Do your research, guys!

Oh, boy, today has been my day for getting odd enquiries. My website at is pretty clear on what I do. There’s even a series of helpfiles for those not all that familiar with the music business, so why oh why do I get enquiries such as: ‘Looking for someone who likes my music enough to tout it round a few bands, help to transform [song title] into a successful pop song, which I believe it has the potential to be.’?

Is it not clear from my website that I am a booking agent? I sell artists into venues. I don’t sell songs to bands. Is it not clear that I am a folk agent? I do not operate in the pop world. I am not a music publisher or an A&R scout.

And then there’s the triple enquiry (yes, three consecutive emails) which starts out with a big attachment which clearly advertises an artist and says I would love to perform at your venue. My response is: I don’t have a venue. (I used to, but I don’t now.) Then I get email #2: asking: But you are an agent? Answer: Yes I am an agent. So a third email comes back with: Ok, not a specific venue, but you do work closely with ‘venues’ your clients, you could book my artist dates at relevant venues that you work with?

I could, could I? If only it was that easy.

The venues are not my clients, the artists are. I do not have venues in my pocket, nor do I have a bucket full of gigs to dispense wherever I see fit. Each gig I get for one of my artists is hard won. I target a wide variety of venues, I approach them and sell them a specific artist for a specific date based on the venue director’s perception of how well that artist will draw an audience. It’s all about the right artist at the right venue at the right time and at the right price.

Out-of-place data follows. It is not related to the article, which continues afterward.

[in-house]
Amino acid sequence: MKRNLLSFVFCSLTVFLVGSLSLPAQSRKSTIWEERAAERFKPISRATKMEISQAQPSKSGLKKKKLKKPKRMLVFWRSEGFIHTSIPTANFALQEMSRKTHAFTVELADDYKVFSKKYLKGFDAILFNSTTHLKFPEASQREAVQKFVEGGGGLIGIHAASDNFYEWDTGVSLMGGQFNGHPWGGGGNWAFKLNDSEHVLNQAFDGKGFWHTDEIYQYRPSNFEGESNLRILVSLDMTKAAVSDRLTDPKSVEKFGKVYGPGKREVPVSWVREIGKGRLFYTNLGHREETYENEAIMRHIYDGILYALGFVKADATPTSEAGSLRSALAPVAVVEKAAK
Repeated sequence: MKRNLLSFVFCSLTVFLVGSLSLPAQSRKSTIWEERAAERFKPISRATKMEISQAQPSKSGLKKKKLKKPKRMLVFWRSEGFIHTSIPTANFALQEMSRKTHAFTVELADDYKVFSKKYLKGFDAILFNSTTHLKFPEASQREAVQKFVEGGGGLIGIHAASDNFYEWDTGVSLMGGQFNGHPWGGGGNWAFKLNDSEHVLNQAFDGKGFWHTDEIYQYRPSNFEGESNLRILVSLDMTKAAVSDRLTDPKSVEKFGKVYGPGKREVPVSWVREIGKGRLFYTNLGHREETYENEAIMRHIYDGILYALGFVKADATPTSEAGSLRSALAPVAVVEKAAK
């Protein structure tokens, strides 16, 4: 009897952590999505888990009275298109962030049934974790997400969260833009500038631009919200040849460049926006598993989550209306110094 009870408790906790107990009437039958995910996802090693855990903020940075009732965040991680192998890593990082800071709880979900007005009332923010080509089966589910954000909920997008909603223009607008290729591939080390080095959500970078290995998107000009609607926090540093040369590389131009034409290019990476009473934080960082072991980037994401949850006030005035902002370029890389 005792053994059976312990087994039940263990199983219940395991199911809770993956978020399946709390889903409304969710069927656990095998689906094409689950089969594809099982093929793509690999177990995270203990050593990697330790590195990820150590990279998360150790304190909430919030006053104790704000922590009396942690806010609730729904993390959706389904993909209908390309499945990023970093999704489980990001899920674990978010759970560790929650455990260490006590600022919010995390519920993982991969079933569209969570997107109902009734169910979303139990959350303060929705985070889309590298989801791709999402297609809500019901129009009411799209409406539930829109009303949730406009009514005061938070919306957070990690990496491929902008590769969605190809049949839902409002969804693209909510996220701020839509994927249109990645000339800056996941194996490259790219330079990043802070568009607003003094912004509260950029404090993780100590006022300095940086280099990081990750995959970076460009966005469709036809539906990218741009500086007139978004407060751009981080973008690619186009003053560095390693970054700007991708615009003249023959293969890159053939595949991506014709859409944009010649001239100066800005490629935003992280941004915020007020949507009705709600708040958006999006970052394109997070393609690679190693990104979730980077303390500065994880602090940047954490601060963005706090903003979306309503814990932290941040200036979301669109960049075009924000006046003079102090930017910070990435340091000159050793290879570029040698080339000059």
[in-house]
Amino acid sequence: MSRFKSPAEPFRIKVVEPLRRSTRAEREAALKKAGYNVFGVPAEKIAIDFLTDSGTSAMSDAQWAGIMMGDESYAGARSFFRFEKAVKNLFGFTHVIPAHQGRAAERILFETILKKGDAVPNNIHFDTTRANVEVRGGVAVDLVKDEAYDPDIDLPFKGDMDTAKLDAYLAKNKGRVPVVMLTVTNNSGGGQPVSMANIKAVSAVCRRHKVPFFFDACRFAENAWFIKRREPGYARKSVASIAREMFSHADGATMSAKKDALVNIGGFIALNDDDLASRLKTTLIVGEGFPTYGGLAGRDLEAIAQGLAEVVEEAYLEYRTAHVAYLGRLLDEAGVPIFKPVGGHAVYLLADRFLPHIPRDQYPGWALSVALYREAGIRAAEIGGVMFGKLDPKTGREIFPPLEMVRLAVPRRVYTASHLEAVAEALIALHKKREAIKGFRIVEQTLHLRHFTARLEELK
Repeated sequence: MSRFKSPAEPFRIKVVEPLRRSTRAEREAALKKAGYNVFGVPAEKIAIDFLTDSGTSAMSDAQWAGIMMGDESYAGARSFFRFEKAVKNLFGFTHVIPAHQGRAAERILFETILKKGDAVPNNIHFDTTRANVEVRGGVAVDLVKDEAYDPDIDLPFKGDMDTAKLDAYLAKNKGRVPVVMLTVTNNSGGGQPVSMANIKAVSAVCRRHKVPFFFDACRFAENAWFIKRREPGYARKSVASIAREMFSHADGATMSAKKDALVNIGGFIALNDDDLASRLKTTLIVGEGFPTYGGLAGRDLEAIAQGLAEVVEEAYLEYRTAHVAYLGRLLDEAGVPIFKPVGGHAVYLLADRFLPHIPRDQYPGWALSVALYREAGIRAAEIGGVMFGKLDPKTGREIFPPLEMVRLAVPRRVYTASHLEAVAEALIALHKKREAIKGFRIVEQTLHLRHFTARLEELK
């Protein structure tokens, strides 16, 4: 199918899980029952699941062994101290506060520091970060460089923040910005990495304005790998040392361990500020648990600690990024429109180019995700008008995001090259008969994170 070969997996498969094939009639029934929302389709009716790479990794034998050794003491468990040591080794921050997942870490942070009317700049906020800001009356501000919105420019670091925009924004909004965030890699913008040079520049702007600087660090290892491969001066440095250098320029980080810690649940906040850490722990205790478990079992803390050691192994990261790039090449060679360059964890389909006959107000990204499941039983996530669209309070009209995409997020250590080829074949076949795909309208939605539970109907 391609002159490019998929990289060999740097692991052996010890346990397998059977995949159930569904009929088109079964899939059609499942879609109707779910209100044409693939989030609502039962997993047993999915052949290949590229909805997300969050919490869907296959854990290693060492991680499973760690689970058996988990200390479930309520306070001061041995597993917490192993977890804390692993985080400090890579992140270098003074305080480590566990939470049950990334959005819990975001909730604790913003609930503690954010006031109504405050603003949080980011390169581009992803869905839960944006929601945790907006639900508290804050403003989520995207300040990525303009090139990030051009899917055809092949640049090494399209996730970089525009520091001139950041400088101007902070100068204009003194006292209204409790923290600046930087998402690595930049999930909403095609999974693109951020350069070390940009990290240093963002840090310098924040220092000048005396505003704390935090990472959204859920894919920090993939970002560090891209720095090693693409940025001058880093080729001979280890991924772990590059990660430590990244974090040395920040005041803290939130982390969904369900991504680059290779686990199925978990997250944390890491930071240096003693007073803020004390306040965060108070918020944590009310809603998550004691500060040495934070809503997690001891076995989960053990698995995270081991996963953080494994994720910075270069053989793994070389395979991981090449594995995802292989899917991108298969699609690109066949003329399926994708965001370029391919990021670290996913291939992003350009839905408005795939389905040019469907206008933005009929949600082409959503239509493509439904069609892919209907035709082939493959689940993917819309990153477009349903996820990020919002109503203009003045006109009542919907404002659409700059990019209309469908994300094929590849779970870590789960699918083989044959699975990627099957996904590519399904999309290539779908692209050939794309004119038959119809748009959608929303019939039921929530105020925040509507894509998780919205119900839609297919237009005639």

How do people get the idea that venues employ agents to fill their programme? Maybe in the world of working men’s clubs that’s what happens, but not in the folk world.

And then there was the very nice man who wanted to know how to get one of my artists to play at a venue? Well that’s easy. You book the artist and I send you a contract. No, it’s not his venue it’s a venue he wants to attend to see one of my artists… umm, well not a venue exactly, more like a festival. OK, well, send me the details and I’ll have a look. You can always write to the artistic director and tell them that as a regular attendee you’d like to see Artist X at the festival. They often take notice of what their audience recommends. Well… he hadn’t exactly been to that festival before… but if Artist X played there he would certainly go… But, y’know,  it just might lead to a gig, so it’s worth firing off an email.

Let’s be clear, I don’ mind odd enquiries, except when even a modicum of research (just check my website, OK?) would have saved everyone a lot of time and trouble. Only one of these odd enquiries was legitimate. You guess which one.

About Jacey Bedford

Jacey Bedford maintains this blog. She is a writer of science fiction and fantasy (, the secretary of Milford SF Writers (, a singer ( and a music agent booking UK tours and concerts for folk performers (
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